Soon, audio emails and tweets that only you can hear
London: Messages whizzing directly over your head and tweets flying around you like a flock of birds. Sounds like science fiction? Not quite!
Researchers at the Technical University of Berlin, Germany, have developed an audio-enabled space called ‘BoomRoom’ where you can sift through your messages using sound.
The ‘BoomRoom’ consists of a ring of 56 loudspeakers that direct sound to stationary and mobile positions, creating sound that only you can hear.
For instance, emails and tweets could fly around you like a flock of birds, each chirping a subtly different sound that identifies the sender.
More urgent messages whizz could directly over your head and if you touch one, a computer would read it out, ‘New Scientist’ reported.
An array of 16 gesture-recognising cameras allows you to control what those sounds do. A music track, for instance, could be assigned to an object in the room such as a vase.
To play the track you simply pick up the vessel and “pour out” a track in mid air. Gestures such as moving your hands apart or bringing them together can alter qualities like volume, treble and bass.
“The instruments exist in mid-air so you can do your own sound mixing,” said Jorg Muller whose team developed the ‘BoomRoom’ alongside Sascha Spors of the University of Rostock, Germany.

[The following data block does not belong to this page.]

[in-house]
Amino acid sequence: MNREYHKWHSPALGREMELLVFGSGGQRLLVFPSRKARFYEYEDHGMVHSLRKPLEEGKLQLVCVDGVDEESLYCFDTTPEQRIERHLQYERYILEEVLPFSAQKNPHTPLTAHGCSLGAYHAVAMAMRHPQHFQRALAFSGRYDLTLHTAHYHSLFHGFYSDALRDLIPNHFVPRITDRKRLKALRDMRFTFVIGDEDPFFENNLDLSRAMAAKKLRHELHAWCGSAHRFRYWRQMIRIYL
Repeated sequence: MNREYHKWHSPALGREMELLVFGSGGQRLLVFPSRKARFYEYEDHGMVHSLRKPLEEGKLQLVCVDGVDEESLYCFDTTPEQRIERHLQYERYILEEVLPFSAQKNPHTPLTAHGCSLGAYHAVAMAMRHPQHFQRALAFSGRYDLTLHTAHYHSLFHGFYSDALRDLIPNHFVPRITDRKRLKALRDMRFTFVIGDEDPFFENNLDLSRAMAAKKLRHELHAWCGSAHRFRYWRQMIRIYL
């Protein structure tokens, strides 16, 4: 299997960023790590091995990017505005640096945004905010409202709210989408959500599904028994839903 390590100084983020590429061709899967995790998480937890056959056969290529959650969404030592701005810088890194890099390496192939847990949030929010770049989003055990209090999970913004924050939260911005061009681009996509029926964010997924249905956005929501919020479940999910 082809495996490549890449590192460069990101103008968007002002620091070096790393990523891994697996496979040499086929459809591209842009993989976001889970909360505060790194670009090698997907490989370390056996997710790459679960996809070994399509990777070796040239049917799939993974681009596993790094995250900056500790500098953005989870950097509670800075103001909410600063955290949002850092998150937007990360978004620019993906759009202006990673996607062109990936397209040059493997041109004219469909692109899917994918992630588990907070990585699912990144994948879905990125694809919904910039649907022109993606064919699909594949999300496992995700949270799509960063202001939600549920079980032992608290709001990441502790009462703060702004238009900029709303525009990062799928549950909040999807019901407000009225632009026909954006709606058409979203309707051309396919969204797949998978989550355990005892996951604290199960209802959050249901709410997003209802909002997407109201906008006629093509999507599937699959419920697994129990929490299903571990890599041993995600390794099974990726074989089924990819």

The ‘BoomRoom’ works on a technique developed at the Delft University of Technology in the Netherlands called wave field synthesis (WFS).
This constructs a 3D sound field by canceling and reinforcing sound waves in much the same way as a hologram does with light waves.
The trick is to use an algorithm that controls the speakers precisely and uses constructive and destructive interference of the sound waves to place sounds where they are wanted, moment by moment.
The technology could enable a future smart room for people who are blind or sight-impaired, Muller said.
If a blind person entered a room, the important objects inside could announce their location. Users could also leave messages for one another in mid-air to be read out by a computer.
The system will be presented at the annual computer human interaction conference in Toronto in April.